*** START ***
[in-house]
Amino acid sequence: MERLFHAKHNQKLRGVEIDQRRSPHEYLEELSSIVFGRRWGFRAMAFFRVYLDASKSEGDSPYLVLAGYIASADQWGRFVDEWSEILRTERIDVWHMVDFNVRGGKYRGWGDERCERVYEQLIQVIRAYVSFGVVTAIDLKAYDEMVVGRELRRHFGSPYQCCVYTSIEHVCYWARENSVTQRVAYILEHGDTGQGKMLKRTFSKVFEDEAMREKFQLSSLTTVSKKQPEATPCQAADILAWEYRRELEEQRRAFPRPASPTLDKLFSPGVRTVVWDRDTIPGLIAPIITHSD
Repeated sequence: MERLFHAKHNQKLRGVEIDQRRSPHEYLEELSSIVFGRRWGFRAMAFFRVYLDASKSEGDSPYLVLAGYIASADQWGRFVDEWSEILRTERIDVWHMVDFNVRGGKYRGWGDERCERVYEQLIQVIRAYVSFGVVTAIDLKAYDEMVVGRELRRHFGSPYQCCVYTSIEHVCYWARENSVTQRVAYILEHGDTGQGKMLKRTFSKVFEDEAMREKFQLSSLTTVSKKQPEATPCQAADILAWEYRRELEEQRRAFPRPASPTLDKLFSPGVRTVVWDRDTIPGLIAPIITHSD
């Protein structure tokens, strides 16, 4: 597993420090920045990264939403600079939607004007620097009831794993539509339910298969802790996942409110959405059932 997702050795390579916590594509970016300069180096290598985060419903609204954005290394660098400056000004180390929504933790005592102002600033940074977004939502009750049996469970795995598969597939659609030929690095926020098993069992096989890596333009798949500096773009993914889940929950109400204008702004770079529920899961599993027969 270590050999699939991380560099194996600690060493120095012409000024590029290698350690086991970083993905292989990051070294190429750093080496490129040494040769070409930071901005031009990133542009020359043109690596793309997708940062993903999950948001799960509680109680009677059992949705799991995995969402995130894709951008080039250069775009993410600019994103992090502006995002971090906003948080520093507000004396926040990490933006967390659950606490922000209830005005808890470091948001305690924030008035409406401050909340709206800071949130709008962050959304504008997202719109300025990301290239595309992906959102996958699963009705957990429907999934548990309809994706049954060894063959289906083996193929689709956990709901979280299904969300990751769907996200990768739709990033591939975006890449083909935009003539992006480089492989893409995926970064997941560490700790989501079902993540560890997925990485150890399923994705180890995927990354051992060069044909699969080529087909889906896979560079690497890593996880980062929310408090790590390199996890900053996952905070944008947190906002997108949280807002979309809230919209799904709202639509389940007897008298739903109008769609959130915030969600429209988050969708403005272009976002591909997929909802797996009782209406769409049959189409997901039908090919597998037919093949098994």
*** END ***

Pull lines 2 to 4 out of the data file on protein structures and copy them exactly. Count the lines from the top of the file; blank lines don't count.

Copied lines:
Amino acid sequence: MERLFHAKHNQKLRGVEIDQRRSPHEYLEELSSIVFGRRWGFRAMAFFRVYLDASKSEGDSPYLVLAGYIASADQWGRFVDEWSEILRTERIDVWHMVDFNVRGGKYRGWGDERCERVYEQLIQVIRAYVSFGVVTAIDLKAYDEMVVGRELRRHFGSPYQCCVYTSIEHVCYWARENSVTQRVAYILEHGDTGQGKMLKRTFSKVFEDEAMREKFQLSSLTTVSKKQPEATPCQAADILAWEYRRELEEQRRAFPRPASPTLDKLFSPGVRTVVWDRDTIPGLIAPIITHSD
Repeated sequence: MERLFHAKHNQKLRGVEIDQRRSPHEYLEELSSIVFGRRWGFRAMAFFRVYLDASKSEGDSPYLVLAGYIASADQWGRFVDEWSEILRTERIDVWHMVDFNVRGGKYRGWGDERCERVYEQLIQVIRAYVSFGVVTAIDLKAYDEMVVGRELRRHFGSPYQCCVYTSIEHVCYWARENSVTQRVAYILEHGDTGQGKMLKRTFSKVFEDEAMREKFQLSSLTTVSKKQPEATPCQAADILAWEYRRELEEQRRAFPRPASPTLDKLFSPGVRTVVWDRDTIPGLIAPIITHSD
């Protein structure tokens, strides 16, 4: 597993420090920045990264939403600079939607004007620097009831794993539509339910298969802790996942409110959405059932 997702050795390579916590594509970016300069180096290598985060419903609204954005290394660098400056000004180390929504933790005592102002600033940074977004939502009750049996469970795995598969597939659609030929690095926020098993069992096989890596333009798949500096773009993914889940929950109400204008702004770079529920899961599993027969 270590050999699939991380560099194996600690060493120095012409000024590029290698350690086991970083993905292989990051070294190429750093080496490129040494040769070409930071901005031009990133542009020359043109690596793309997708940062993903999950948001799960509680109680009677059992949705799991995995969402995130894709951008080039250069775009993410600019994103992090502006995002971090906003948080520093507000004396926040990490933006967390659950606490922000209830005005808890470091948001305690924030008035409406401050909340709206800071949130709008962050959304504008997202719109300025990301290239595309992906959102996958699963009705957990429907999934548990309809994706049954060894063959289906083996193929689709956990709901979280299904969300990751769907996200990768739709990033591939975006890449083909935009003539992006480089492989893409995926970064997941560490700790989501079902993540560890997925990485150890399923994705180890995927990354051992060069044909699969080529087909889906896979560079690497890593996880980062929310408090790590390199996890900053996952905070944008947190906002997108949280807002979309809230919209799904709202639509389940007897008298739903109008769609959130915030969600429209988050969708403005272009976002591909997929909802797996009782209406769409049959189409997901039908090919597998037919093949098994």